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A community is a group of people, who deeply care about a common interest or purpose (achieving a resonating goal, belonging to something that matters, preserving something people love, sharing a particular worldview, or simply having fun). Some of its main characteristics are:
- It emerges spontaneously (cannot be externally controlled or owned)
- Decision making falls on the hands of all its members.
- Members are free to engage or disengage at any time.
- They are all active followers not leaders.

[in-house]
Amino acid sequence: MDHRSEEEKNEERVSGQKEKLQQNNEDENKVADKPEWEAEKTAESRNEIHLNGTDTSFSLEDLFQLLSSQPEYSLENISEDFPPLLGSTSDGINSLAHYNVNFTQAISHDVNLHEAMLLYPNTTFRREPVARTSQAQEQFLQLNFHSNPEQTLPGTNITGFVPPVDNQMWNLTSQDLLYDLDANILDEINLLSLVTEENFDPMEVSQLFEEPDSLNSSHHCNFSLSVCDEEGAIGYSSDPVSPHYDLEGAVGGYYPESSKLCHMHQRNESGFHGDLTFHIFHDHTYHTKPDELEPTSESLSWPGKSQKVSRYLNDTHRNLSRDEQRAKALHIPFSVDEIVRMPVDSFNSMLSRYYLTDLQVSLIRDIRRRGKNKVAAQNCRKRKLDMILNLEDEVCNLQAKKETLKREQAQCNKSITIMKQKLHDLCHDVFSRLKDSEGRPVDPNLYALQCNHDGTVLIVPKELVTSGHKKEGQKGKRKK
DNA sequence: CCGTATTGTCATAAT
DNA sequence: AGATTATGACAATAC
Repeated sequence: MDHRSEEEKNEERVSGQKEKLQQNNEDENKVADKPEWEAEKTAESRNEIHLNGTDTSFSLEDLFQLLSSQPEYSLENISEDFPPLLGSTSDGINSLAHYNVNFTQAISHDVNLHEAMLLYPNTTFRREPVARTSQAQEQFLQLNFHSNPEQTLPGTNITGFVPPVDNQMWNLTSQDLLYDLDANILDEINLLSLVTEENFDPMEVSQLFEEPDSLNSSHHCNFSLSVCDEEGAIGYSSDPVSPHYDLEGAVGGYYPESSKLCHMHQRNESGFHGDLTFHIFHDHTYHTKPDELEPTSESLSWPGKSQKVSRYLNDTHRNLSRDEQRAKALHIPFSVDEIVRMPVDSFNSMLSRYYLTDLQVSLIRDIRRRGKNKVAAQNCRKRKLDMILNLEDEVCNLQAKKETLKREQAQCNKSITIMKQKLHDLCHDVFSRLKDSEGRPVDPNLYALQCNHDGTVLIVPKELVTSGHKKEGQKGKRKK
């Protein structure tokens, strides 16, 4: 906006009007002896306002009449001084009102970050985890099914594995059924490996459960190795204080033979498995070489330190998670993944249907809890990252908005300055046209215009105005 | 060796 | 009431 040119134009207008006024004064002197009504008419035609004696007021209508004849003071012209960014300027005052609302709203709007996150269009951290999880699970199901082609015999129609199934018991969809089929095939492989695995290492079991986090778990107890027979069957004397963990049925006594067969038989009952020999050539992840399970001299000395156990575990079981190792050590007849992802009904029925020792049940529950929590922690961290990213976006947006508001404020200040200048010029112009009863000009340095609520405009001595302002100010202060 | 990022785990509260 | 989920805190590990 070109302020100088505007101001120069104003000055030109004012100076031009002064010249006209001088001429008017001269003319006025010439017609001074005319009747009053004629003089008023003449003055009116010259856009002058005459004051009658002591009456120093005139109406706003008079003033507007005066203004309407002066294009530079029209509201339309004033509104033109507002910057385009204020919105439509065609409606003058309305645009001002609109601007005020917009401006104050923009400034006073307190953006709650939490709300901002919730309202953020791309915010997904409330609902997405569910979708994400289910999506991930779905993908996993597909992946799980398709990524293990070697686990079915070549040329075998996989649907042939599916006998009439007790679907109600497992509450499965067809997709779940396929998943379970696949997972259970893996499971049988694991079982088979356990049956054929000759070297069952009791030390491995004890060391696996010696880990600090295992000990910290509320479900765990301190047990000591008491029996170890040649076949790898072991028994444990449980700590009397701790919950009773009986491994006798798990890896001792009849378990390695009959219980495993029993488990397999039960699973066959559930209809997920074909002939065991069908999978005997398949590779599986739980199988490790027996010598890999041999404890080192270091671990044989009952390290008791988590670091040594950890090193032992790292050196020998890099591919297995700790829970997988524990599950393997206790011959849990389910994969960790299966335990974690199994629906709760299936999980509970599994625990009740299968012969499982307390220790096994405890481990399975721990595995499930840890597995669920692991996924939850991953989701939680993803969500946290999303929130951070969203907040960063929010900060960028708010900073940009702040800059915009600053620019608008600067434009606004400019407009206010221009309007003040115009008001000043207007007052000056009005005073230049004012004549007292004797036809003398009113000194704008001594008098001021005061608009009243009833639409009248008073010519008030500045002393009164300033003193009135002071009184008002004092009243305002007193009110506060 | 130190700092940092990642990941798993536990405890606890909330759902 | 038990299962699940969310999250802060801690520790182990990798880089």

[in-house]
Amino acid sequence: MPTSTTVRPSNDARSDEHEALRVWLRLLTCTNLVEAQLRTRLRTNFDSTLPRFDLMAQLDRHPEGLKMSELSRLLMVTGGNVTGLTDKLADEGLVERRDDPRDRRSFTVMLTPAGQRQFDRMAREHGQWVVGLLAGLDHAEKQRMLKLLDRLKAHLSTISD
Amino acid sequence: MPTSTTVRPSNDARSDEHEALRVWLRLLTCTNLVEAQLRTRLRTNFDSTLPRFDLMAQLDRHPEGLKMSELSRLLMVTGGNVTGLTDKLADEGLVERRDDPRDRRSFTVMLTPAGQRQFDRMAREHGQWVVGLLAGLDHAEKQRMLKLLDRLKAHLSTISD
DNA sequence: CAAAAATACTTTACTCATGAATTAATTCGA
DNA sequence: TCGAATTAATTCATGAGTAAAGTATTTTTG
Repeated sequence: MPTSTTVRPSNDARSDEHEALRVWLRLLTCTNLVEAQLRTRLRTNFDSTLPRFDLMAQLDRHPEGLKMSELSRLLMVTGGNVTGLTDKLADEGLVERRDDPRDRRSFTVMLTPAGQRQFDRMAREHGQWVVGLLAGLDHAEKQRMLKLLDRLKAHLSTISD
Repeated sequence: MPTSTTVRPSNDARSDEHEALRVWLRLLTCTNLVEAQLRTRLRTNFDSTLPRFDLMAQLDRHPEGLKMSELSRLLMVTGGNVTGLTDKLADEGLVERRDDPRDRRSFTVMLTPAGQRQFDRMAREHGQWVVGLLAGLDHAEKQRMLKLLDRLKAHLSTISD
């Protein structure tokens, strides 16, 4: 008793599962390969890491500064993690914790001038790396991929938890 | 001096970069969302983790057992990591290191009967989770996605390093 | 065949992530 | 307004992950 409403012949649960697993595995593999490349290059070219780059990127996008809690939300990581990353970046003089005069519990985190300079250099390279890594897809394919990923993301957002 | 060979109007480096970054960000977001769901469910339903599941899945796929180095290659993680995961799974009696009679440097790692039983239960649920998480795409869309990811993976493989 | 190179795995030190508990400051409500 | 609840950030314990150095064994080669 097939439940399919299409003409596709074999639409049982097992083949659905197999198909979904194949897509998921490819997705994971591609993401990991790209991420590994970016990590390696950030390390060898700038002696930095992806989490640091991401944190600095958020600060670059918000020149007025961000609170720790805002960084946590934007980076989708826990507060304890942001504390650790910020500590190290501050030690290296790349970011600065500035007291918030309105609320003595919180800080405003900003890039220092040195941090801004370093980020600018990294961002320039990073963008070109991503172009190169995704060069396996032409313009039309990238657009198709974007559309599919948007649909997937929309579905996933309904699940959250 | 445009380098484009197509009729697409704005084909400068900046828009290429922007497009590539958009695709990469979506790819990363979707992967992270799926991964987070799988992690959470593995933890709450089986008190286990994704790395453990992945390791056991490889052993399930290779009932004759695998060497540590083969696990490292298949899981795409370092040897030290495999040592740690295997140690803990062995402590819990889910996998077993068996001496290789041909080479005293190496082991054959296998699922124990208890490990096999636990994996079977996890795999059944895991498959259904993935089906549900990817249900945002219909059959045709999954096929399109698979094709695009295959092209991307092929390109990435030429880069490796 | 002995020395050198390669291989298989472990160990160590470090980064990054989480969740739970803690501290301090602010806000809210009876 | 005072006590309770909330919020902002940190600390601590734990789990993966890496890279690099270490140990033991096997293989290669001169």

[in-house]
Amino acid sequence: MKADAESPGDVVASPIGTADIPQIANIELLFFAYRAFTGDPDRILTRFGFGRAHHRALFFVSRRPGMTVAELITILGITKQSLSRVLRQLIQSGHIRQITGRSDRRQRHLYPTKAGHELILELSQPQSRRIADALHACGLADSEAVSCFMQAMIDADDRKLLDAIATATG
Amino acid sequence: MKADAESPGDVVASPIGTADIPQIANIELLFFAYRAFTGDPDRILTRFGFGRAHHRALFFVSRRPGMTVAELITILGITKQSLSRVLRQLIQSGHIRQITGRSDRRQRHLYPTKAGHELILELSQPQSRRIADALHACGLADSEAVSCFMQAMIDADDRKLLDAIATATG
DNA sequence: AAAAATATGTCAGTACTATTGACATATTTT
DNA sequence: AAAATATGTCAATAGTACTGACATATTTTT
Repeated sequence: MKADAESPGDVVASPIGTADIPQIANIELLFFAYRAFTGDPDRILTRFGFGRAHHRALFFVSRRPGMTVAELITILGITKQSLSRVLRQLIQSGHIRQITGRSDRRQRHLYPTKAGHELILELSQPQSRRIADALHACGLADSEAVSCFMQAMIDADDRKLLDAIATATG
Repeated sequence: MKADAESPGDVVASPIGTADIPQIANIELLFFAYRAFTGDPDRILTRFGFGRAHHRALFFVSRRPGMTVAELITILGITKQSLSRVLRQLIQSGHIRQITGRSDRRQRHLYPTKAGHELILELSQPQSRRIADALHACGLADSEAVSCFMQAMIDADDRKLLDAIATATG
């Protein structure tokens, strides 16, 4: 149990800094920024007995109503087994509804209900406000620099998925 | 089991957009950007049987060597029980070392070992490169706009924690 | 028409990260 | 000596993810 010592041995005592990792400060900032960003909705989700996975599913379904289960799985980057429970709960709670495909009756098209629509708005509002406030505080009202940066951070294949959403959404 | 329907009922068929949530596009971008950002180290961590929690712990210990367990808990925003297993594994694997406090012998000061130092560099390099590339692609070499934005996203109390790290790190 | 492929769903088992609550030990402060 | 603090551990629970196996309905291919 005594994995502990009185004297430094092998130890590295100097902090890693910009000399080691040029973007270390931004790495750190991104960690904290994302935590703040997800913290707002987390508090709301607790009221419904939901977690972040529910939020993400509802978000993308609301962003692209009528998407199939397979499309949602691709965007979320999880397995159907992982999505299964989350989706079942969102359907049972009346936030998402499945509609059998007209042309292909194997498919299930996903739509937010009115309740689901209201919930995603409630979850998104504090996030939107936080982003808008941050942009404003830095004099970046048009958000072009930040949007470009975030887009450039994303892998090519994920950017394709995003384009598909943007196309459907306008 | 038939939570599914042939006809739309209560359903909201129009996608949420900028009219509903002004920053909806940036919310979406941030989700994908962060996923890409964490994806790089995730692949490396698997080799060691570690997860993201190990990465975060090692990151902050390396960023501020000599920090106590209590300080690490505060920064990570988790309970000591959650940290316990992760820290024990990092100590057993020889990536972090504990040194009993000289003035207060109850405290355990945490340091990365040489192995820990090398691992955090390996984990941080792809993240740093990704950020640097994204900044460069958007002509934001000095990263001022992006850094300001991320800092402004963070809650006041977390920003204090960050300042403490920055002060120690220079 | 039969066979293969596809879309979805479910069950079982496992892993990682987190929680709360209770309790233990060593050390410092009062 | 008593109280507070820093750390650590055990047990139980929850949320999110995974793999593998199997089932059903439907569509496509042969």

All these characteristics shape one of the most flexible and enduring organizations one can find. To understand this, let’s picture The Beatles’ community of fans. They are an example of being resilient, aspect needed to create a strong community. At the beginnings of The Beatles, there was a group of fans that followed them, watched them and listened to their music. Then, this music group was dissolved, but not their fans, despite such an abrupt change. Nowadays, there’re still fans that have kept Beatlemania alive, with some newcomers that have never watched them, had long plays, cassettes or CDs, but mp3 files. As a result, we have a community with a sense of belonging despite changes and obstacles. This has been possible because their flexibility has allowed them to adapt to circumstances. So, by nurturing a sense of community around organizations (i.e. modern corporations), its members will care about its community, and therefore, adapt better.